Vol. 30, No. 11 - November 21, 2018

State agencies release assessments of timber damage caused by Hurricane Michael

On October 10, 2018, Hurricane Michael made landfall near Mexico Beach, Florida, as a Category 4 hurricane, impacting multiple states from Florida to Virginia and causing significant damage to forests in the panhandle of Florida and South Georgia. Recently, state agencies in Florida and Georgia released preliminary assessments of timber damage caused by the hurricane using aerial reconnaissance, ground surveys, geospatial analyses, Forest Inventory & Analysis data, and recent stumpage prices.

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Forest growth responses to climate change

Forest response to potential climate change is of critical interest to landowners and the forest products industry for purposes of planning, management, and investing. Forecasts of future growth rely on climate models to project future climates combined with forest growth models to simulate forest response. Recently, NCASI undertook a review of 25 forest modeling studies to evaluate possible futures. A paper presenting results from the review has been published in the American Journal of Climate Change. The paper, which was authored by Dr. Craig Loehle, is available for free download.

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Darren Miller begins service as President of The Wildlife Society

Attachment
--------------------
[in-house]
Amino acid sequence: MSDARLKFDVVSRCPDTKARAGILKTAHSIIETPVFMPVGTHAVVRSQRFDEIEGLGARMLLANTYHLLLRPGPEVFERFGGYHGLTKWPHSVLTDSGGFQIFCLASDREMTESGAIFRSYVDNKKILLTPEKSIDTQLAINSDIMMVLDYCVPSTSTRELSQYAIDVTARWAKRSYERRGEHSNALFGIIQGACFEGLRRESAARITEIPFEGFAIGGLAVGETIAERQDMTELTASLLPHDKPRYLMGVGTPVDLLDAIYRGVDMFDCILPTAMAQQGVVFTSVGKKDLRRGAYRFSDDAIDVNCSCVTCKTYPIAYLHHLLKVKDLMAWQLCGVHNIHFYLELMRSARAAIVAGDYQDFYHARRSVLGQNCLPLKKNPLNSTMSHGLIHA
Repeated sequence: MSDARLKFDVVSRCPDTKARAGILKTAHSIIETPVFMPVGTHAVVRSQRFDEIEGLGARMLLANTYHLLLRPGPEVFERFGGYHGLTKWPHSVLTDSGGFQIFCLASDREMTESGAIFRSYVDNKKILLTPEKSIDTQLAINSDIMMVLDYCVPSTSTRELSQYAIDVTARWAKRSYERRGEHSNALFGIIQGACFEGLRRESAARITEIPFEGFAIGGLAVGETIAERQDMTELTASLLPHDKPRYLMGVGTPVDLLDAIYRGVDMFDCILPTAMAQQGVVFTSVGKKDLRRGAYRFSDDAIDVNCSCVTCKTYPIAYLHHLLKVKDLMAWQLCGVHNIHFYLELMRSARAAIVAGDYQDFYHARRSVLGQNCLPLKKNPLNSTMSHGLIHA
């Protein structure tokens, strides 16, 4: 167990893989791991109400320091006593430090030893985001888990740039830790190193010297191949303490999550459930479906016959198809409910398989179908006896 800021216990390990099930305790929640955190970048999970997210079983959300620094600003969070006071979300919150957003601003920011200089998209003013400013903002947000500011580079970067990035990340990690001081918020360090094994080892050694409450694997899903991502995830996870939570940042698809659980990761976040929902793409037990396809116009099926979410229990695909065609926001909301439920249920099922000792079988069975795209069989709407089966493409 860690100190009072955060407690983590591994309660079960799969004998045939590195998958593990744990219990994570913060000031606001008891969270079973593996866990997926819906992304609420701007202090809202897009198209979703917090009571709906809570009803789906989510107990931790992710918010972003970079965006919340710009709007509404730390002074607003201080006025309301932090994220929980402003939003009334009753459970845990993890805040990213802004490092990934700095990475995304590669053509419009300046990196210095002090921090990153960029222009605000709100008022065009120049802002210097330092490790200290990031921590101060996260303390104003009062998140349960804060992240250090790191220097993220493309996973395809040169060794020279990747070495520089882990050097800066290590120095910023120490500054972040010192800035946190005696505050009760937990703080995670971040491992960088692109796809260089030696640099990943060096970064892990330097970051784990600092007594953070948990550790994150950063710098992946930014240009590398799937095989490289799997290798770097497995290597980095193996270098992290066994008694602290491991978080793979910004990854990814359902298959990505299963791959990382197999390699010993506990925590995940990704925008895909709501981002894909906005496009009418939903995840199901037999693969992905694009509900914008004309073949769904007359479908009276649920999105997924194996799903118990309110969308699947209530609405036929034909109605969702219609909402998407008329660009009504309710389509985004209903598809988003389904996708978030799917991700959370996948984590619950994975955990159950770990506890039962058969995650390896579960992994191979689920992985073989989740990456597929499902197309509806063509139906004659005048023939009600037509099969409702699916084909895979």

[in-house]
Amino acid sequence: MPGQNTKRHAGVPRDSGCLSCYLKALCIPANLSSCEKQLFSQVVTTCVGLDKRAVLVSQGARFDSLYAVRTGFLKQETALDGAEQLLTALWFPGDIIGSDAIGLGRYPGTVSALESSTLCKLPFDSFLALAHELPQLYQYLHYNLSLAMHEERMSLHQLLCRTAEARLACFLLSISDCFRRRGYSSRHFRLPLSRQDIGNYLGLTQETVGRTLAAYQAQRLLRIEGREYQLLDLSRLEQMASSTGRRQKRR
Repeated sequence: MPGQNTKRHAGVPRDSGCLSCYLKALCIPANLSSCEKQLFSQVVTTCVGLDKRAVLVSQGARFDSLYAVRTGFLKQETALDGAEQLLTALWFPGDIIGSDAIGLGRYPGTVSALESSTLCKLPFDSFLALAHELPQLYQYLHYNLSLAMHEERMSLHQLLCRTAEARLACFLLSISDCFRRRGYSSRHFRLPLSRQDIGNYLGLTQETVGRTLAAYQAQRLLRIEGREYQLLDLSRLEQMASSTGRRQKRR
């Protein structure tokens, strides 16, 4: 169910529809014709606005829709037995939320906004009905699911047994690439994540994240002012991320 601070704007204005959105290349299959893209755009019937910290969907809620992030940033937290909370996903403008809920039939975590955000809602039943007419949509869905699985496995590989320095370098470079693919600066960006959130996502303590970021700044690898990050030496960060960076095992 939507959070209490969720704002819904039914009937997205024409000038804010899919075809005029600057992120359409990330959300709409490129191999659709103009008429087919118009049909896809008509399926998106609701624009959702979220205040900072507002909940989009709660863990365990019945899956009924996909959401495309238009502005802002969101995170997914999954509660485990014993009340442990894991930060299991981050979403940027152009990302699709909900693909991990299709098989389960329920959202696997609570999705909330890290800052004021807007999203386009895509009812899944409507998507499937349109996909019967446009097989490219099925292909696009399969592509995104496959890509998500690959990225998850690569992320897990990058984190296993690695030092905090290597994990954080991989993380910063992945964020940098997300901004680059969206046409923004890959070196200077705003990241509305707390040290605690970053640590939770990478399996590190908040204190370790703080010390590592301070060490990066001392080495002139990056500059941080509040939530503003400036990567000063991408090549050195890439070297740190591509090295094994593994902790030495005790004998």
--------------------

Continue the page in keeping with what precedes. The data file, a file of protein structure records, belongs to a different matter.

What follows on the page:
Dr. Darren Miller, Vice President of NCASI Forestry Programs, began a one-year term as President of The Wildlife Society (TWS) in late September during the TWS Annual Conference in Cleveland, Ohio. The Wildlife Society is the professional organization of wildlife biologists with over 10,000 members. Dr. Miller has served in multiple leadership roles in TWS over the past 20+ years.

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eDNA as a tool for sustainable forestry

Environmental DNA (eDNA) has emerged as a tool for identifying presence of species and quantifying biological diversity associated with aquatic ecosystems. Environmental DNA is any DNA originating in cells from the body or waste products of an organism and that is collected from an environmental sample (e.g., stream water) rather than directly from an organism. Recently, scientists with NCASI, Weyerhaeuser Company, U.S. Forest Service, and Oregon State University authored a paper that describes potential applications of eDNA as a tool for managers in forestry and wood product manufacturing. The paper, which appears in Science of the Total Environment, describes the geographical representation of freshwater eDNA studies in the literature, identified targeted species, and evaluated how estimated taxa richness compares between traditional field approaches and eDNA techniques using metagenomic methods (in which samples are evaluated for DNA of multiple species).

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Managed forests in the southeastern US and open-pine woodland conditions

Private working forests in the southeastern Coastal Plains offer opportunities to provide habitat for many species of conservation concern adapted to open-canopy forests, such as gopher tortoise (Gopherus polyphemus), Bachman’s sparrow (Aimophila aestivalis), and prairie warbler (Dendroica discolor). Recently, scientists with Mississippi State University (MSU), NCASI, and Weyerhaeuser Company conducted a study to evaluate the extent to which managed pine stands replicate historical open pine structural conditions and provide habitat for the gopher tortoise, an open pine keystone species. Results from the study appear in a paper that is scheduled for publication in Forest Ecology and Management in early 2019.

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